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Stressed out/fatigued Camponotus queen; cotton ball entanglement

camponotus pennsylvanicus camponotus cotton cotton ball tangled stressed

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#1 Offline drawpositive - Posted June 20 2021 - 10:07 AM

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I have a recently caught Camponotus pennsylvanicus queen that I put in a standard test tube setup with distilled water, cotton ball plug, etc. and then covered with aluminum foil.  I left a little bit of the test tube not entirely covered with foil as I heard that C. pennsylvanicus is ok with a little ambient light when founding a colony.

I placed the whole setup near a 15 watt heating cable, allowing for her to choose her temperature gradient.

 

Unfortunately, I checked on her today and she was moving very slowly and had a lot of cotton fibers clinging to her legs and abdomen.  I've read that it is normal for this species to mess around with the cotton and pick at it, but it now looks like she is truly exhausted and perhaps frustrated/stressed? 

 

This morning I carefully removed the bulk of the cotton fibers from her using forceps.  I replaced the cotton stopper holding the water back with a cutting of a bunched up cotton t-shirt.  I figured the woven cotton fibers of the t-shirt will not come apart from her chewing and picking at it (at least not as easily as the simple cotton ball).  So far, it seems to be doing the work of the cotton stopper just fine.

 

Right now she has about 3 body lengths of space in the test tube to use as her founding chamber.  

Do you think she needs more heat?

Should I try to feed her some honey water in order to help her regain her strength after all of that struggling with the cotton?

I don't want to lose her.  What can I do to calm her down/ make her happy?  How much room should she have in the test tube?  



#2 Offline ANTdrew - Posted June 20 2021 - 10:18 AM

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Keep her totally in the dark. If she still has wings, never laid eggs, and refuses to settle down, I would assume she is unmated. Aim to keep her in the mid 80s for temp, but DO NOT heat her tube directly with a heat cable. It is much better to heat up a whole box the she is in by putting the cable on the opposite side to create a mini greenhouse.
  • drawpositive likes this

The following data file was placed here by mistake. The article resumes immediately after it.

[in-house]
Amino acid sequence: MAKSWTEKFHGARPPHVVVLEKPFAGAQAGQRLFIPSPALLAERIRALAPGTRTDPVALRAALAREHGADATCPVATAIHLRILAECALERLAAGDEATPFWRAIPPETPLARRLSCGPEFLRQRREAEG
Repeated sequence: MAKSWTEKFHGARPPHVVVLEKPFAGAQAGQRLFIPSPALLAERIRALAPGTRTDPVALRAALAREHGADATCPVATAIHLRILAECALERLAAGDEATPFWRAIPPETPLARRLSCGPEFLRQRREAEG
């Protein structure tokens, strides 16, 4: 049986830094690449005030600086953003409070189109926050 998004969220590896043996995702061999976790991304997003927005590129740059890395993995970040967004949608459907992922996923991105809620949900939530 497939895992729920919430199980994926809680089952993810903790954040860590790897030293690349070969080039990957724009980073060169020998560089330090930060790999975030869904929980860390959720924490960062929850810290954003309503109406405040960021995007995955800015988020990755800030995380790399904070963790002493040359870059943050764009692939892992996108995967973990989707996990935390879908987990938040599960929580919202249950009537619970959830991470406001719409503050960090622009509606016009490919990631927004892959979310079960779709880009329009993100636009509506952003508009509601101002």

"The ants are a people not strong, yet they prepare their meat in the summer." Prov. 30:25
Keep ordinary ants in extraordinary ways.

#3 Offline drawpositive - Posted June 21 2021 - 6:35 AM

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I did make sure she was totally in the dark.  She did not have any wings when I found her.

 

Unfortunately, she passed this morning.  I did catch her outside on the sidewalk on the site where I work.  They do spend a lot of money annually on landscaping, etc. and I wouldn't be surprised if they regularly spray for insects/pests.  I'm not making excuses for why she died, but it could play a minor role in why she did not make it.  I have several Tetramorium immigrans queens, a Pheidole sp. queen, and a Lasius neoniger queen that are all doing exceptionally well so far. 

 

I will be more vigilant with my next Camponotus sp. queen, should I acquire one this season. 

Last night I finished construction on an incubator (will post photos later) but still figuring out the temperature controls within the main incubator chamber before I transfer my ants over to it.



#4 Offline ANTdrew - Posted June 21 2021 - 8:38 AM

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Sorry, man. That’s an unavoidable part of the hobby. Camponotus have a real knack for kicking the bucket, too. Keep at it with your other queens.
  • drawpositive likes this
"The ants are a people not strong, yet they prepare their meat in the summer." Prov. 30:25
Keep ordinary ants in extraordinary ways.





Also tagged with one or more of these keywords: camponotus pennsylvanicus, camponotus, cotton, cotton ball, tangled, stressed

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